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Trump's tariffs jolt global stocks, trigger rush to safety

Published: August 02, 2019 14:08:09 | Updated: August 08, 2019 13:07:26


A passerby walks past in front of a stock quotation board outside a brokerage in Tokyo, Japan, May 10, 2019. Reuters/Files

Global stocks took another beating on Friday with investors piling into safe-haven assets after US President Donald Trump said he would slap a 10 per cent tariff on the remaining $300 billion of Chinese imports starting September 1.

MSCI’s broadest index of Asia-Pacific shares outside Japan fell 1.6 per cent to its lowest since mid-June while Japan’s Nikkei tumbled 2.4 per cent.

Chinese stocks were also hit hard, with the benchmark Shanghai Composite and the blue-chip CSI300 down 1.5 per cent and 1.6 per cent, respectively, while Hong Kong’s Hang Seng dropped 2.2 per cent.

US stock futures slipped 0.4 per cent in Asian trade after the S&P 500 skidded 0.9 per cent to hit one-month lows overnight, while Pan-European Euro Stoxx 50 futures shed 1.9 per cent.

Trump’s announcement, which came a day after US and Chinese negotiators concluded a meeting in Shanghai without significant signs of progress, marks an end to a truce in the trade war struck in June and could further disrupt global supply chains.

“After the U.S.-China summit meeting, people had expected there would be a lull for quite some time,” said Masahiro Ichikawa, senior strategist at Sumitomo Mitsui DS Asset Management.

“And the market was also relieved by signs of recovery in the semi-conductor sector. But now investors and companies will have to revise their such scenarios.”

China’s state media quickly denounced the move, with the editor in chief of the Global Times saying on Friday that a trade deal between the United States and China was now “further away.”

The war of words appeared to escalate after US Secretary of State Mike Pompeo said “decades of bad behaviour” from China had hampered free trade and prompted tariffs and other action from Washington.

The proposed levies triggered a stampede for safe-haven assets, including US bonds, the yen and gold while the Chinese yuan and the Australian dollar hit multi-month lows.

Gold stood at $1,432.58 per ounce, down 0.9 per cent in Asia after having risen 2.4 per cent on Thursday, staying near a six-year high of $1,453 touched two weeks ago.

The yen edged up to 107.06 on the dollar after rising 1.3 per cent overnight, its biggest daily gain in more than two years.

The euro also recovered to $1.1075, from a two-year low of $1.1027 hit in US trade.

In contrast, the risk sensitive Australian dollar dropped to a seven-month low of $0.6795 while the yuan slid to its weakest since November 2018, softening by over 0.7 per cent to 6.95 per dollar in onshore trade and fell to 6.9563 in the offshore market.

The 10-year US bond yield fell almost 12 basis points on Thursday to 1.902 per cent, hitting the lowest level since November 8, 2016, when Trump won a surprise victory in the presidential election. The 10-year yield extended its slide to as low as 1.875 per cent in Asian trade.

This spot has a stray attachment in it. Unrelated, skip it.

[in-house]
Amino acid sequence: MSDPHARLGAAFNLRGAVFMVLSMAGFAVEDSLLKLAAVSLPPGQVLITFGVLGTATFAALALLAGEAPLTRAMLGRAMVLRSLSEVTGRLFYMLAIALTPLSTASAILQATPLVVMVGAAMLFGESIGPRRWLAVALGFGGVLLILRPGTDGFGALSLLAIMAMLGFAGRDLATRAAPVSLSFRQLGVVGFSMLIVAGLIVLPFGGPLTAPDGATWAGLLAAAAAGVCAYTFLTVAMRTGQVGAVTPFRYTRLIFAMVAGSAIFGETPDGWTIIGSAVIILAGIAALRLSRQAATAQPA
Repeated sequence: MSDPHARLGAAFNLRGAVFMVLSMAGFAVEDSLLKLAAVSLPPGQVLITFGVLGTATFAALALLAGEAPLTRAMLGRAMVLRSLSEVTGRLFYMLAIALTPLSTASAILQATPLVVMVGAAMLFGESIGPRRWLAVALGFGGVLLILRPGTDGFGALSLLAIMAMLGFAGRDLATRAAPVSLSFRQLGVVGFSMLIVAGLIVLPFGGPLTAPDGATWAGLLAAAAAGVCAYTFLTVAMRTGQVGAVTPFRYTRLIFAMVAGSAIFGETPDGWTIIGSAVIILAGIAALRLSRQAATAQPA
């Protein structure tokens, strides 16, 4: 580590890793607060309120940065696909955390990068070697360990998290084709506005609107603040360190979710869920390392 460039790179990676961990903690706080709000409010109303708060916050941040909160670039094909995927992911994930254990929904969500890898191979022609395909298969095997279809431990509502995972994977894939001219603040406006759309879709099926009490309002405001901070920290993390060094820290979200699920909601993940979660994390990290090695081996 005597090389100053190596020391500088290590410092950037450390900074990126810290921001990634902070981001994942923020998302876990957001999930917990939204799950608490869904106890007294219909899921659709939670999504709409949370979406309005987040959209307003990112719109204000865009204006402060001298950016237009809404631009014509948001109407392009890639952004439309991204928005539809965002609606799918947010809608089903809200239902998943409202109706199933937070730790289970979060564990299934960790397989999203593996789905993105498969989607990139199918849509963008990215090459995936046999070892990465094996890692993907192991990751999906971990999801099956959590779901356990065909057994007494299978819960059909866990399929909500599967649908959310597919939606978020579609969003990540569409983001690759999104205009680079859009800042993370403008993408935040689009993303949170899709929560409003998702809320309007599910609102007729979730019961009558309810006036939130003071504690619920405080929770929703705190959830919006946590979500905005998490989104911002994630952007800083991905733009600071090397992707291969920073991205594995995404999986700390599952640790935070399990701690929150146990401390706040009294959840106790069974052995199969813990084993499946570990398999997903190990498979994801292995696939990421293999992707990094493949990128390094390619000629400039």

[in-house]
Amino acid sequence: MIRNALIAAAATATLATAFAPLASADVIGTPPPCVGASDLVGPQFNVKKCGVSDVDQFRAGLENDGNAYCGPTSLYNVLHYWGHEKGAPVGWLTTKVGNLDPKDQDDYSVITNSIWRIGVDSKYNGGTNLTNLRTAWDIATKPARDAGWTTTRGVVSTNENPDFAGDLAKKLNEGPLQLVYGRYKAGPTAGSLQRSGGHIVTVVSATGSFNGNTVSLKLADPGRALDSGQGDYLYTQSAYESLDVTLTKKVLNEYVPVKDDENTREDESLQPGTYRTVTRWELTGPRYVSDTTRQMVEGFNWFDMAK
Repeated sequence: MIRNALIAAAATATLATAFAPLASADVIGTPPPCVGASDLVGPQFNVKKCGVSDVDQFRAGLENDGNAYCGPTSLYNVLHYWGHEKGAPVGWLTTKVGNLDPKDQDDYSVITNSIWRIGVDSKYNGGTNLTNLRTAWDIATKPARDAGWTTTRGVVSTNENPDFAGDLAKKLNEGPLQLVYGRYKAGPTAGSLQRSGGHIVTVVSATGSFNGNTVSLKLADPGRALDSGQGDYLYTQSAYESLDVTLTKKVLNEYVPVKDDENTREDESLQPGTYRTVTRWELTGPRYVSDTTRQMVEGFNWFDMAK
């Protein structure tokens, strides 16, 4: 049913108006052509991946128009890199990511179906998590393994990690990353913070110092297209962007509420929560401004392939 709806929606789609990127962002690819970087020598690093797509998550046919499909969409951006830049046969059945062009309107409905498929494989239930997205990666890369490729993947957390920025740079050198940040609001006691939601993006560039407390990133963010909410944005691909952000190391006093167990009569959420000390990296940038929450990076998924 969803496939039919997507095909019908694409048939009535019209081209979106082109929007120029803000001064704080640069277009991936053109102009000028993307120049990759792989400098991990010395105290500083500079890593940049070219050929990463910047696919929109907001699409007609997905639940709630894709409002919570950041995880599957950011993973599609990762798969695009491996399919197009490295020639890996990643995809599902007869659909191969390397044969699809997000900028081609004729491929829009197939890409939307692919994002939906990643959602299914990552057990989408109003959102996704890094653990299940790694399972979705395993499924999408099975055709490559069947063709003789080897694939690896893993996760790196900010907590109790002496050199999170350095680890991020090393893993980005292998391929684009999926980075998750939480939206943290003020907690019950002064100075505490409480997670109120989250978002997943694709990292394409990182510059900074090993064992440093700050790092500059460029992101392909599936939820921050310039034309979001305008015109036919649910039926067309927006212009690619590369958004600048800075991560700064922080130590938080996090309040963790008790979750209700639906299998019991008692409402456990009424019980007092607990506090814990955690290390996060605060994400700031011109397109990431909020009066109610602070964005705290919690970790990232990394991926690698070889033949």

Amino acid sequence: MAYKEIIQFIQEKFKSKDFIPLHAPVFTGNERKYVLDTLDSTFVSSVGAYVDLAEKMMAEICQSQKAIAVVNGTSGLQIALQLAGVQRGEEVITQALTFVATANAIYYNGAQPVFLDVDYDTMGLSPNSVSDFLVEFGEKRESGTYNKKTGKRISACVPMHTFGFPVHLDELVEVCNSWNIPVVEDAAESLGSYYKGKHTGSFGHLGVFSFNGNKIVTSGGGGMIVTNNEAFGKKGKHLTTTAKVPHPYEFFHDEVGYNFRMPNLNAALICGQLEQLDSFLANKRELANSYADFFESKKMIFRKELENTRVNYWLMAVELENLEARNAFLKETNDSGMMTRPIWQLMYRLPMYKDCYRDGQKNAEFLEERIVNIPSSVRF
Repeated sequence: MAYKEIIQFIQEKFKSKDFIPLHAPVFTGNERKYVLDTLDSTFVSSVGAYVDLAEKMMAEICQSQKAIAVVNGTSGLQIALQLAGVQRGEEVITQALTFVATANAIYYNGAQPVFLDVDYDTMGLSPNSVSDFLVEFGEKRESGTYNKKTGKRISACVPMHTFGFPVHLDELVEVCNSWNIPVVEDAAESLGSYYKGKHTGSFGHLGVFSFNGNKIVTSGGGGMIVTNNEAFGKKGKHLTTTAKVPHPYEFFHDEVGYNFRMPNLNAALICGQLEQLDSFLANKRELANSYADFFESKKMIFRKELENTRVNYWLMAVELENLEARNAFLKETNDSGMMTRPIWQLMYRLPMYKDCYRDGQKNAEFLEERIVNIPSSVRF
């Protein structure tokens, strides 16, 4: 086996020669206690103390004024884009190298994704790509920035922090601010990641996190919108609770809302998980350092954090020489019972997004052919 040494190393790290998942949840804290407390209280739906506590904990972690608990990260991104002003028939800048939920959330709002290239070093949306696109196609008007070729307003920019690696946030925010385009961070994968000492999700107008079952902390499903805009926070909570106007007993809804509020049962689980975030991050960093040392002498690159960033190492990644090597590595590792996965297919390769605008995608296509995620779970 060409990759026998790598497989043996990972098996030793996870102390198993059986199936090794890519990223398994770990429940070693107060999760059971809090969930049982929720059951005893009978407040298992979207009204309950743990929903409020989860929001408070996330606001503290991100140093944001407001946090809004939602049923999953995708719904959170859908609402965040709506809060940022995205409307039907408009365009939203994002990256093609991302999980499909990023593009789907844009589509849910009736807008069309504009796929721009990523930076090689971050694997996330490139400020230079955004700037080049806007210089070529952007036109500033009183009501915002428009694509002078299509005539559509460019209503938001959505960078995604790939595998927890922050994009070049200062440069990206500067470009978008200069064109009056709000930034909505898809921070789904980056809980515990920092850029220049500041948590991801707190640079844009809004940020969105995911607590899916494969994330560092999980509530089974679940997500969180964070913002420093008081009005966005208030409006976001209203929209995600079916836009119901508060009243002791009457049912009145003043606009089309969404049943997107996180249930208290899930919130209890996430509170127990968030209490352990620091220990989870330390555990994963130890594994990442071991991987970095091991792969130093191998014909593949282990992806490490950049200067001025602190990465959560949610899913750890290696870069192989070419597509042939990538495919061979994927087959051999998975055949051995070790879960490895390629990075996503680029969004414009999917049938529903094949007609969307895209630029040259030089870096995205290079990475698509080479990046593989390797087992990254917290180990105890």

Trump’s decision has thrown the Federal Reserve another curve ball that may force it to again cut interest rates to protect the US economy from trade-policy risks after its first rate cut in more than a decade on Wednesday.

Although Fed Chairman Jerome Powell said the rate cut was a “mid-cycle adjustment” and not a start to a full-blown rate-cutting cycle, markets aren’t fully convinced.

The October Fed funds rate futures have jumped to now fully price in a rate cut in September, compared with only around 60 per cent before the tariff announcement. Another 25 basis point move is priced in by December, according to Reuters news agency.

“In the grand scheme of things, it will become clearer and clearer that the Federal Reserve has started an easing cycle and will have no choice but to cut rates further,” said Akira Takei, fund manager at Asset Management One.

The new tariffs would hit a wide swathe of consumer goods from cell phones and laptop computers to toys and footwear, at a time when the manufacturing sector is already reeling from the accumulative impact of the trade war.

The US Institute for Supply Management said on Thursday its index of national factory activity fell to 51.2 last month, the lowest reading since August 2016. That came on the heels of surveys in Europe and Asia showing factories under the pump, with manufacturing activity in many countries shrinking in the face of intensifying trade frictions.

Oil prices bounced back a tad after suffering sharp falls the previous day.

Brent crude rose 2.7 per cent to $62.12 per barrel, after having fallen 7.0 per cent on Thursday, its biggest daily percentage drop since February 2016. US West Texas Intermediate (WTI) crude rebounded 2.1 per cent to $55.10, having shed 7.9 per cent the previous day.

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